This week, conservative activist James O’Keefe released the latest in a series of hidden-camera videos, which shows a former textbook publisher employee saying, “Dead white guys did not create this country.” According to a WND article, the video contends that “Common Core pushes an elitist, progressive agenda of global warming, gun control and other liberal-left positions on America’s children.”
To start, Common Core State Standards actually only consist of math and English standards – not science or history. On top of that, the video is of a former textbook publisher employee discussing materials used in Texas – a state that chose not to adopt the Common Core State Standards. A memo from Karen Nussle last year states, “Opponents have thrown the kitchen sink at the Common Core, including accusations that Common Core promotes Islam and compares George Washington to Palestinian terrorists… These kinds of general misunderstandings are fed by some leaders who now find themselves misaligned with the public on high education standards as they compete to out-pander each other in an attempt to connect with vocal, partisan activists.”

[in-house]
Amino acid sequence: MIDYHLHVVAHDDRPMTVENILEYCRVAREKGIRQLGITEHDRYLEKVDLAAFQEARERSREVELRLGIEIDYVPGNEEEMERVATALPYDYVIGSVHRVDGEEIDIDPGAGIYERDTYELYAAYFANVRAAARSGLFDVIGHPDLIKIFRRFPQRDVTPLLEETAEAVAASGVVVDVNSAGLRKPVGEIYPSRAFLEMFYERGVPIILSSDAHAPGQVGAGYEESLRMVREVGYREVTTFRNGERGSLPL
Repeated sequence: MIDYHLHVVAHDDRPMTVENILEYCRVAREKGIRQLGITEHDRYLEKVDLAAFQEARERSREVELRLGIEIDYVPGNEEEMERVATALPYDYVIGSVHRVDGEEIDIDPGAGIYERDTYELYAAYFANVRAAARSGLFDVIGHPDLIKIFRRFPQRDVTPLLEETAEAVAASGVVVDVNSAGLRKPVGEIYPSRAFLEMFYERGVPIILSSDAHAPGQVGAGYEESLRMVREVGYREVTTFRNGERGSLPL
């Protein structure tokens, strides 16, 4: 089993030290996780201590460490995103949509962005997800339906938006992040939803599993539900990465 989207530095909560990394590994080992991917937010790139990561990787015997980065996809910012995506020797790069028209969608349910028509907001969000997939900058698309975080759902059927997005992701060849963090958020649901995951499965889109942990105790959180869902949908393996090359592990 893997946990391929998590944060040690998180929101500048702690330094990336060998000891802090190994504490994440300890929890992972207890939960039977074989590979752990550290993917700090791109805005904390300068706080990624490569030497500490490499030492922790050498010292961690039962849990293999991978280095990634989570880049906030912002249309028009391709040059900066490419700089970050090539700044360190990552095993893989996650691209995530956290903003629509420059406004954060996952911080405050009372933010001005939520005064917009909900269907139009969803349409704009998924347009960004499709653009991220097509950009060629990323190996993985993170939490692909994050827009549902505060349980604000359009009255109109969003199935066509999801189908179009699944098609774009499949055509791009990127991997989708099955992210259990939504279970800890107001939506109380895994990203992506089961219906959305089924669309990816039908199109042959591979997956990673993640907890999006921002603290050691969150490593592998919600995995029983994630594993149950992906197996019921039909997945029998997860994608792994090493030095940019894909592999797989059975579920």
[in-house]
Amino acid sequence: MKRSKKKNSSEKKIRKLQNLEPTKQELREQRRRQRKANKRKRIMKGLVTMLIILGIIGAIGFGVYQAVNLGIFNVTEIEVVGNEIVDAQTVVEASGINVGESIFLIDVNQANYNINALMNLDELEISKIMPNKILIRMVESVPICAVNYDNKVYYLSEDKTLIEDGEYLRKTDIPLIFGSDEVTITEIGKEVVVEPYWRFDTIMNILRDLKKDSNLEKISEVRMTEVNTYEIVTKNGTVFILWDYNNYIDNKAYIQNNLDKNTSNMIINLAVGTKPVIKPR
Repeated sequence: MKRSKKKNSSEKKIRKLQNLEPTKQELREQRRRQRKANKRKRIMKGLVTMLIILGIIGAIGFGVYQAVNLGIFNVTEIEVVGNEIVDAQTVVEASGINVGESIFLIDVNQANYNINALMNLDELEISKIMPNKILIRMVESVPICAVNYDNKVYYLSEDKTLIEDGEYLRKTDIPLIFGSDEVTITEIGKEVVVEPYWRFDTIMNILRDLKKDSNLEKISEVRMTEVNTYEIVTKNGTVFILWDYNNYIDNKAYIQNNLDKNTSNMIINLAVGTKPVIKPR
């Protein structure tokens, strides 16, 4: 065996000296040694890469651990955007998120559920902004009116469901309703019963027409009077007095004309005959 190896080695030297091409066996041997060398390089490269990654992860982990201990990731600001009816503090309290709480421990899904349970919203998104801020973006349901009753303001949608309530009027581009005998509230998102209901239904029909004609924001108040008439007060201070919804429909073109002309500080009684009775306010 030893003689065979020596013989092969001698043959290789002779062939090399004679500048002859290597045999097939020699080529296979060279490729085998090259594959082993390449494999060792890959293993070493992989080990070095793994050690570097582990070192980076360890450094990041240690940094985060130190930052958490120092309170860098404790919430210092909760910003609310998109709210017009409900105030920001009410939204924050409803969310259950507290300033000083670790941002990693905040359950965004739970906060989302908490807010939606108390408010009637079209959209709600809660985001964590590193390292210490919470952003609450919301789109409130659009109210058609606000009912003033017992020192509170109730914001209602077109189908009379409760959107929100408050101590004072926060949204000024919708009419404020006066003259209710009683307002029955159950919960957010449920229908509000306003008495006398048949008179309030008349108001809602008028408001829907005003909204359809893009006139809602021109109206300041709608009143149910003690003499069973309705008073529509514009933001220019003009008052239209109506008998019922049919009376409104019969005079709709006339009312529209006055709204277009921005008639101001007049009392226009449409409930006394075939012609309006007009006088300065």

And that’s exactly what O’Keefe is trying to do: confuse viewers by spreading misinformation.
As with the first two videos from Project Veritas, these claims are patently false. In a statement on behalf of the Collaborative for Student Success about O’Keefe’s previous video, Blair Mann called the comments “offensive.” Mann adds that the video “underscores the importance of states and local school districts exercising fully their control over decisions involving books and curriculum.”
In a piece published in the Washington Times, former Alabama Governor Bob Riley explains he ran into confusion about his grandson’s textbooks. He says the solution is in local control of curriculum and materials, which Common Core State Standards fully support.
“I have always believed that the government that governs closest governs best,” Riley writes. “[With Common Core] if an Alabama parent or group of parents has an issue with a specific book in their local school, they do not have to lobby Washington for change. They don’t even have to call Montgomery. All they have to do is tell their concerns to the local school administration.”
Across the country, state and local leaders have largely taken on the responsibility of ensuring classroom materials align with the rigor of Common Core State Standards and meet their students’ needs. Nationwide, more than two-thirds of school districts report their teachers are designing curricula aligned to the Common Core, and half said the district is doing so, according to a Center on Education Policy study.